Native American Rattles

Native American rattles, or shakers as they know them, are an integral part of their culture and ceremonial life. Rattles may be used to accompany drums during a ceremony or help to keep the beat during rituals and secular festivities. The earliest rattles were made from animal hide and lashed to a small wooden staff to hold. The animal hide would have been filled with very small rocks and sewn shut. The rattles also doubled as children's toys in some instances but were predominantly used in ceremonies; they were a symbol of music, spirituality, dance and medicine in most tribes. The simplistic raw hide rattle is found among nearly every Native American culture.

The rattles or shakers were decorated with feathers, painted with sacred animals or depictions of tribal lore and mythology. Animal fur, strings of beads and any other available embellishments were used depending upon their availability. Rattles differ from tribe to tribe and the most notable of all rattles are those from the Navajo tribe; they often would use turtle shells for the rattle casing. The rattles are representative of the three kingdoms in tribal beliefs. The three kingdoms are animal, which is represented by the casing or feather decorations, mineral, which is designated by the rocks or clay pieces used for the rattles, and finally the plant kingdom represented by the casing or wooden handle. The sound the rattles make is believed to help clear the player's mind and bring serenity.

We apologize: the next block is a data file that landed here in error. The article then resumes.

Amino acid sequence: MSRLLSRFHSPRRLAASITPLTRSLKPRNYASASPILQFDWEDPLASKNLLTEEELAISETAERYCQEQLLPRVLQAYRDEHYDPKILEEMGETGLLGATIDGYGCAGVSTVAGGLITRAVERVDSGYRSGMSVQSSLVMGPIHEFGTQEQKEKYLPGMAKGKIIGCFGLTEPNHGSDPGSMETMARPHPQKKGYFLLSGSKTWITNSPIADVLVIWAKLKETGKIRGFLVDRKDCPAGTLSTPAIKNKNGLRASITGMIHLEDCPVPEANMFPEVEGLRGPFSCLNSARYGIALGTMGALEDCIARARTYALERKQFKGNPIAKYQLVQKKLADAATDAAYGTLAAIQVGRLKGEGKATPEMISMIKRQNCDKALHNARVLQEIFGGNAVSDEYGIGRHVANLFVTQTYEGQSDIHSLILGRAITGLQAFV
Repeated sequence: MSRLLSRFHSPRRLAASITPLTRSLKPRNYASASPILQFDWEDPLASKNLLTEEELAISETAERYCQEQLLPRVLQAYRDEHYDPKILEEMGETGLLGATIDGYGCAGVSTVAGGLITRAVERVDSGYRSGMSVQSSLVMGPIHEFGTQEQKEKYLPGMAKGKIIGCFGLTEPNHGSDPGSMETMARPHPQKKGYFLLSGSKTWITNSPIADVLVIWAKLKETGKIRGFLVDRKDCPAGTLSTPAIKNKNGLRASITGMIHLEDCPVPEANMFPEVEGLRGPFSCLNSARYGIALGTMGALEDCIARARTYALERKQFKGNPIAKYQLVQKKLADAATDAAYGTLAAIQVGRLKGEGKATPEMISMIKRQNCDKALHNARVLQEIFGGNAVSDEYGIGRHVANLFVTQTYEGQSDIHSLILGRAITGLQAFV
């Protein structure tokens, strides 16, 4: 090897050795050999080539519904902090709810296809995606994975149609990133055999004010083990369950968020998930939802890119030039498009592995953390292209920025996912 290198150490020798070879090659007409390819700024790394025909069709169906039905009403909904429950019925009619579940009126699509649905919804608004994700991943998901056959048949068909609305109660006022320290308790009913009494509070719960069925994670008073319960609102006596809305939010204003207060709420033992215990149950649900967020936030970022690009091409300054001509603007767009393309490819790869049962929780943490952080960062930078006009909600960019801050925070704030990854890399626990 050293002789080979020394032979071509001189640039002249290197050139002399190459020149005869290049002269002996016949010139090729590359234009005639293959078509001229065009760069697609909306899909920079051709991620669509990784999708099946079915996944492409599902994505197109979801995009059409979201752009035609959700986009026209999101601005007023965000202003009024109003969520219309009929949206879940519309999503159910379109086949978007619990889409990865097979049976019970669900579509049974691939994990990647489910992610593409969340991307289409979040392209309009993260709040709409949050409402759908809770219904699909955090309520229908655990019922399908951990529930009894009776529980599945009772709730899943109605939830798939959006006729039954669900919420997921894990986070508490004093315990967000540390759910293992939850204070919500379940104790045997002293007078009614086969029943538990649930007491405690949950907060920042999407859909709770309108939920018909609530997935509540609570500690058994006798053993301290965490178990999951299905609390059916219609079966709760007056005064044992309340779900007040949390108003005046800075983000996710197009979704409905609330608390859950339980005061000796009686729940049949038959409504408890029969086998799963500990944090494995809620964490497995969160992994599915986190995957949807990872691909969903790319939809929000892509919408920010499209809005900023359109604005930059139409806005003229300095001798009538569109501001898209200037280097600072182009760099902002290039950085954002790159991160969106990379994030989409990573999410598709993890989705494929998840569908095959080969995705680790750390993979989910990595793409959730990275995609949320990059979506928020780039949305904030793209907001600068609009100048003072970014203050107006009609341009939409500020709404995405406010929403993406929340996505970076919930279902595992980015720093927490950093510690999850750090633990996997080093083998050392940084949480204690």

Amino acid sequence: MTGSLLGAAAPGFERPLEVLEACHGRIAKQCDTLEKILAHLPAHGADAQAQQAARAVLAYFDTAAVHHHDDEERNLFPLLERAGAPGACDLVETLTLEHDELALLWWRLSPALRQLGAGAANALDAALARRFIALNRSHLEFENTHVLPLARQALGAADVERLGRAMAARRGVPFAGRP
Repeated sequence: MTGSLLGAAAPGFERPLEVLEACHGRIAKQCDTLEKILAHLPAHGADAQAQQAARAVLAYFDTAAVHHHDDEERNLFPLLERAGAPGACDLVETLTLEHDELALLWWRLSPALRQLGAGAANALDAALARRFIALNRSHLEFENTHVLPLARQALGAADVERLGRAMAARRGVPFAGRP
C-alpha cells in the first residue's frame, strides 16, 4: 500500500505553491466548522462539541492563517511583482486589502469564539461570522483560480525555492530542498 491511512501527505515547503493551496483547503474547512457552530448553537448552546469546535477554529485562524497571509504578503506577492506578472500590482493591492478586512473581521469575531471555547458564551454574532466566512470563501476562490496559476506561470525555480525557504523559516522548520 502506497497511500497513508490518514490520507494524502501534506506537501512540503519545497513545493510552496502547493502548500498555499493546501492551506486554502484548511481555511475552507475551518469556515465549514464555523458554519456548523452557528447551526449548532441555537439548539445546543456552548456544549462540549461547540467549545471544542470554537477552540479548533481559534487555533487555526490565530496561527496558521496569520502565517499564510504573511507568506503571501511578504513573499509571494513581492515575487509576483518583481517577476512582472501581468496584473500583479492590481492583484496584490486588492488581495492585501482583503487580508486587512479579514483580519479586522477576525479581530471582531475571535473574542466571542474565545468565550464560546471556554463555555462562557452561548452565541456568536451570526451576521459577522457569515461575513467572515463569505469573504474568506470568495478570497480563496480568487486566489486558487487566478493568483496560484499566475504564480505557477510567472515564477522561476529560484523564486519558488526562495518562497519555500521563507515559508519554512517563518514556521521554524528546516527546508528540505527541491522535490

Anyone can make a rattle at home with a few everyday objects. First find a "Y" shaped stick from the yard. Next, using string or twine, wrap the rattles staff, the "Y" shaped stick; this can be as colorful or neutral as desired. While wrapping the staff add trinkets such as charms and small buttons to the twine or yarn to add aesthetics to the rattle. After wrapping glue down or tie off the yarn so it does not come free form the rattle. For the casing or container, any fabric may be used, or the artist may desire to hollow out a gourd, dry it and attach it to the staff for a traditional type rattle; attach the gourd suing glue or lashings and be sure to place some small rocks or beans in the rattle prior to sealing and attachment.

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